Resorting to border controls and measures to boost domestic production was understandable—and in the early stages of the pandemic even laudable. Since Covid-19 spreads primarily by close personal contact, international travel seeded the outbreak across the globe. Initial shortages of medical equipment underscored the need for countries to do more to prepare for pandemics, the same way they stockpile relief supplies for earthquakes and other natural disasters. The restrictions also appealed to worried publics. In a recent survey that asked Europeans how their opinions had changed during the crisis, 57 percent said they now want stricter border controls, the most popular answer. In the United States, 78 percent favor border closures and immigration restrictions to fight the virus. Eight in 10 Canadians want the border with the United States to remain closed for at least the rest of this year.
But prudent precautions have given way to a more dangerous message—that the best way for a country to protect itself against the virus is to keep foreigners out and reduce its reliance on foreign goods. It is unsurprising to see this in the United States, where the Trump administration has used the Covid-19 crisis to bar all asylum claims at the border, shut down immigration processing, and stop most foreign workers from entering the country. Of greater concern is the embrace of this new form of nativism by nations still seen as beacons of liberalism. In Canada, which has done a better job than its southern neighbor in controlling the virus, citizens have become so hostile to the presence of the handful of Americans permitted to enter that some have taken to defacing cars with US license plates. John Horgan, the premier of the western province of British Columbia, commented in all seriousness that Americans worried about their cars should change their license plates (which would be illegal) or "ride a bike." He then seemed to condone both xenophobia and vandalism: "I can't tell people how to respond when they see offshore plates," he said. The international star of the fight against the pandemic is New Zealand, which briefly eradicated the virus and has kept its borders closed to all foreign citizens in the hope of preventing future outbreaks. It's a frightening reflection of the global debate that an island nation's hermitlike self-isolation has suddenly become a model for enlightened pandemic control.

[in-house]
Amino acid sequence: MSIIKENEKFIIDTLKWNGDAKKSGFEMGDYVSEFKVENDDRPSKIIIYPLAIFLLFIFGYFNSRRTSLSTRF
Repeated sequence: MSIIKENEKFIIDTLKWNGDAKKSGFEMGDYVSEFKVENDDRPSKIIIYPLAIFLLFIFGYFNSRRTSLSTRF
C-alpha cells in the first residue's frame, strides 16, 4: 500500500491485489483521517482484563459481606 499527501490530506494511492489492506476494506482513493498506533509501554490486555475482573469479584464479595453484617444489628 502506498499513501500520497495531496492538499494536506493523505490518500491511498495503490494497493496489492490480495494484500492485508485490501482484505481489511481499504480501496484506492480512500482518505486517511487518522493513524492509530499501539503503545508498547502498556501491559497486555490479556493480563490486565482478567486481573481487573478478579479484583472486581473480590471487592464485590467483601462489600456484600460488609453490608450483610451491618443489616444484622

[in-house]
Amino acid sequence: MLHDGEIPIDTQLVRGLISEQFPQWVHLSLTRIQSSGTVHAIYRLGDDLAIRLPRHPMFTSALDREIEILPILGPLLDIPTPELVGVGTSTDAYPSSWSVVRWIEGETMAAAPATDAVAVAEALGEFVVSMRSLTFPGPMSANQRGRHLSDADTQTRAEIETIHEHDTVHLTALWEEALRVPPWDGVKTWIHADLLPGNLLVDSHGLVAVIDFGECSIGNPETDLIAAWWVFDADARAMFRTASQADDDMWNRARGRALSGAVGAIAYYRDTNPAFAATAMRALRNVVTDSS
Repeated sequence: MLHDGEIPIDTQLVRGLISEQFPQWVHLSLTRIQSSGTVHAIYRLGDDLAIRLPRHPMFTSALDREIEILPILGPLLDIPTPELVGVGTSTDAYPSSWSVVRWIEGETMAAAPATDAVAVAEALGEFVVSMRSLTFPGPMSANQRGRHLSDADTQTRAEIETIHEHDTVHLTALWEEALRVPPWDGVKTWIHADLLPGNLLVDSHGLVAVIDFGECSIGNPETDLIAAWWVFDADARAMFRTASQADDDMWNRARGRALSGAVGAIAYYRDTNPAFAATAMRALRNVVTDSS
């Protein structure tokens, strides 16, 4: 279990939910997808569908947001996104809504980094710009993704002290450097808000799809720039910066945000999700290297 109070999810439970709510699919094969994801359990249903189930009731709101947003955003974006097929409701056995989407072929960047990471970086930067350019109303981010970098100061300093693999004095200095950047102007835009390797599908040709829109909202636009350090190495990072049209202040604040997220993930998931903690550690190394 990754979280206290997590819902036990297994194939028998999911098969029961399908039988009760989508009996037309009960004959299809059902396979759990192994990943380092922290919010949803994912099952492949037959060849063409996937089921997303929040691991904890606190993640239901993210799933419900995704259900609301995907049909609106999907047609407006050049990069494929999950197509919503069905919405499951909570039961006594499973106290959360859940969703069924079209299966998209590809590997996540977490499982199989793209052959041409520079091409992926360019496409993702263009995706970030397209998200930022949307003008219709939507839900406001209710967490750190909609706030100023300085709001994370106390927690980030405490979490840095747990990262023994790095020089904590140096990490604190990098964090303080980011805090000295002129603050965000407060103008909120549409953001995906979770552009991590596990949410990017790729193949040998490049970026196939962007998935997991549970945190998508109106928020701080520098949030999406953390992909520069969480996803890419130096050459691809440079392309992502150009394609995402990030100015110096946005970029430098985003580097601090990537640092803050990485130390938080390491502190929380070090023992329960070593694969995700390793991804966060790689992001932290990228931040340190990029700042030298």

These leaders are playing with fire. Much as we saw in the aftermath of the 9/11 terrorist attacks, it is all too easy to whip up fears about dangerous foreigners. In the United States, the entire post-9/11 homeland security enterprise was built on the notion that the country could protect itself from the ills of the world by creating a bubble of safety and security. This delusion has had dire consequences. What started out as a rational exercise to try to identify and keep out terrorists has turned into an obsession with border walls to shut out those fleeing torture and persecution and produced cages for migrant children separated from their parents. The current effort to contain the virus through border controls suffers from the same myopia.